We are living in a dark, dark age.
[Note: This post contains spoilers.]
Twin Peaks: The Return // Part 6 // Original Air Date June 11, 2017 // Written by Mark Frost and David Lynch // Directed by David Lynch
Appreciating the works of David Lynch always demands a bit of patience. Because the filmmaker often works by intuition rather than logic—befitting a man who is a lifelong practitioner of transcendental meditation—attempts to decipher Lynch’s output according to rational investigative methods inevitably run headlong into something that doesn't make any goddamn sense. Sometimes it’s an actual logical contradiction within the story’s plot, but more often it’s a pointedly disconnected cutaway, a vivid but baffling design detail, or a moment (or whole sequence) that seems plucked from a surreal nightmare. Lynch frequently muddies the waters even further by daubing his filmic landscapes with conspicuous numbers, symbols, and allusions that sure seem like they must be significant.
As a result, the viewer can find themselves as frustrated as Dougie Jones’ boss Bushnell Mullins (Don Murray) in Part 6 of Twin Peaks: The Return. The insurance executive flips in growing annoyance through a stack of case files covered in Dale Cooper’s (Kyle MacLachan) outwardly incoherent scribbles, complaining “How am I going to make any sense of this?” Like Bushnell, the viewer may eventually stumble onto the meaning behind a particular puzzle piece if it is studied long enough. However, not all answers can be riddled out through logical lines of reasoning. (Relatedly, not everything that is cryptic is necessarily a code.) The source of “Dougie’s” doodles underlines this admonition: While Bushnell eventually discerns the pattern that Cooper has highlighted, the brain-addled FBI agent did not deduce them through rational study, but in fact traced them according to the supernatural direction of flickering green lights.
While this “storytelling of the subconscious” has long been a feature of Lynch’s work, he rarely (if ever) has spelled out his artistic approach within the text of a film or show, preferring to allow the strangeness to speak for itself. One of the uncanny thrills about the new Twin Peaks—and about Part 6 in particular—is how the show explicitly and repeatedly explains to the viewer how to watch a David Lynch show. In Part 6, this is plainly evident not only in Bushnell’s reaction to Cooper’s pencil scratches, but in Deputy Chief Hawk’s (Michael Horse) retrieval of a clue that has improbably been hidden inside a toilet stall door.
There is a rational component to Hawk’s discovery, in that once he notices the door’s missing bolts and bent panel, the lawman doggedly sets about prying it open. However, the path that leads to that discovery is a meandering, instinctive one: Hawk accidentally drops a coin, which rolls under a toilet stall; he retrieves the coin and sees that it is an “Indian head” nickel, bringing to mind the Log Lady’s message from Part 1; he takes a moment to look around the toilet stall; he notices the stall’s manufacturer (Nez Perce) and Indian head logo; and finally he looks up and notices the door’s damaged corner. Similarly, a humble receptiveness to the “fuzzy logic” of intuition can enhance the viewer’s ability to discern meaning in the superficially inscrutable. Lynch’s distinctive approach to cinema reflects the unruly reality of the human mind, burbling as it is with a witch’s brew of perception, reason, emotions, memories, dreams, delusions, and enigmatic twitches. (The location of Hawk’s moment of clarity is drolly appropriate: For what is a restroom if not a sanctuary of meditation?)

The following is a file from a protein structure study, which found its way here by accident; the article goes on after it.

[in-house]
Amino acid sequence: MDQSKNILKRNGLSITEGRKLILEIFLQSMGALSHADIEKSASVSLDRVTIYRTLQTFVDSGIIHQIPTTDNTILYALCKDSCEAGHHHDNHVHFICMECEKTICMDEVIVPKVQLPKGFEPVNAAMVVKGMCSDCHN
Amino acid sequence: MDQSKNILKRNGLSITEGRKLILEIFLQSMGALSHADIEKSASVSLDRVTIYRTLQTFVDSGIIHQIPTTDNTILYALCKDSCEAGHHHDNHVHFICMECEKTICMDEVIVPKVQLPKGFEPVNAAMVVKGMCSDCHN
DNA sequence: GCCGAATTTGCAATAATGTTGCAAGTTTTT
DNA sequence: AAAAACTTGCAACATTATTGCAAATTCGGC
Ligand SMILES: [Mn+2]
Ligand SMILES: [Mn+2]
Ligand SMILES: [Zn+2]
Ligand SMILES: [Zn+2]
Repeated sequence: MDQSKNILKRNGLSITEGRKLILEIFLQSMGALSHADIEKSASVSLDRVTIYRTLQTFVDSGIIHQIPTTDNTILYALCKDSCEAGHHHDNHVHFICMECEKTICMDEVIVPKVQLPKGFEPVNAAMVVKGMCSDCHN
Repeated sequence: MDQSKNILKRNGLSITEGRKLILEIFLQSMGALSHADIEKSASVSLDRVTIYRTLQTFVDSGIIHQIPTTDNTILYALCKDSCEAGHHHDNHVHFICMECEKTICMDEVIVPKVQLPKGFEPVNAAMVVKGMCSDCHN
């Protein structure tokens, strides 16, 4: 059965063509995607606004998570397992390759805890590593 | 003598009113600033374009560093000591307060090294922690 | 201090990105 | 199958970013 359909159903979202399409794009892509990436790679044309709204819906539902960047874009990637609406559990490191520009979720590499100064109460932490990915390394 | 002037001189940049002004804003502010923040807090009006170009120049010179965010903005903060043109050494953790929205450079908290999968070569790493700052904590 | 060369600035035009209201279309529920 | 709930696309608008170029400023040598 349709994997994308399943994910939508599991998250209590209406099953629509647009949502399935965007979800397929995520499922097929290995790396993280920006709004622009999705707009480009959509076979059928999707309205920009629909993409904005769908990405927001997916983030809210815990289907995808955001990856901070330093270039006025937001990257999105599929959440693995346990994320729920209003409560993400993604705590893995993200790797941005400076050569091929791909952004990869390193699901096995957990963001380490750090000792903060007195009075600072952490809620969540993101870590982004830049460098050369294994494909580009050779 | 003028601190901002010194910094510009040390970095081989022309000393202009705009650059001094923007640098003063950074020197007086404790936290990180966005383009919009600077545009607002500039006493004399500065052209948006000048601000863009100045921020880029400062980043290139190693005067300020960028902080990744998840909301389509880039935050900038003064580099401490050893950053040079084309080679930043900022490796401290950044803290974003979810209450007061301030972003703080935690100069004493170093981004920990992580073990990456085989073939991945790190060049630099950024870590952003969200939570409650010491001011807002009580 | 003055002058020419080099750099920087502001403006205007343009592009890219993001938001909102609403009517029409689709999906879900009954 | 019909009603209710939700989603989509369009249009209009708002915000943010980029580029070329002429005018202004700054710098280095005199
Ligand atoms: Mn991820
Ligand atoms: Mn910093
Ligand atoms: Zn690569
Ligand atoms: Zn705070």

There are several sequences in this episode that are purposely patience-testing: Dougie’s ham-fisted tracing, Bushnell’s peevish review of the files, and Hawk’s sleuthing all roll on in relative silence for far longer than another show would likely permit. The potentially significant events that flow from these moments of quiet study illustrate that the universe must be allowed the breathing room to reveal itself in due time. In this, Carl Rodd (Harry Dean Stanton) is partly a proxy for the viewer. He has gone into town for a cup of Double R coffee every morning for what is presumably many years, and nothing noteworthy has ever happened. However, on the particular morning featured in this episode, as Carl is sitting in his usual spot, a horrifying crime is committed. In its aftermath, the elderly man witnesses something astonishing, a sight that seems to reveal the periphery of another world. Sometimes, Lynch observes, we must wait and wait and wait for the revelation, and then wait some more.
Perhaps to counter-balance its more deliberative sequences—not to mention the ongoing protracted absurdity of Cooper’s fumblings—Part 6 features some of the most shocking and visceral moments of violence in the series thus far. The Return hasn’t exactly been shy about serving up scenes of brutality, from Mr. C’s cold-blooded murder of Darya to the merciless beating inflicted on a casino pit boss. However Part 6’s bloodiest moments possess a strain of vicious, intrusive horror that is only marginally mitigated by the episode’s more hopeful thematic gestures. It’s cruel stuff, but also consistent with the overall arc of this season’s first third, which has gradually pulled back the curtain on a world of vast, pitiless evil.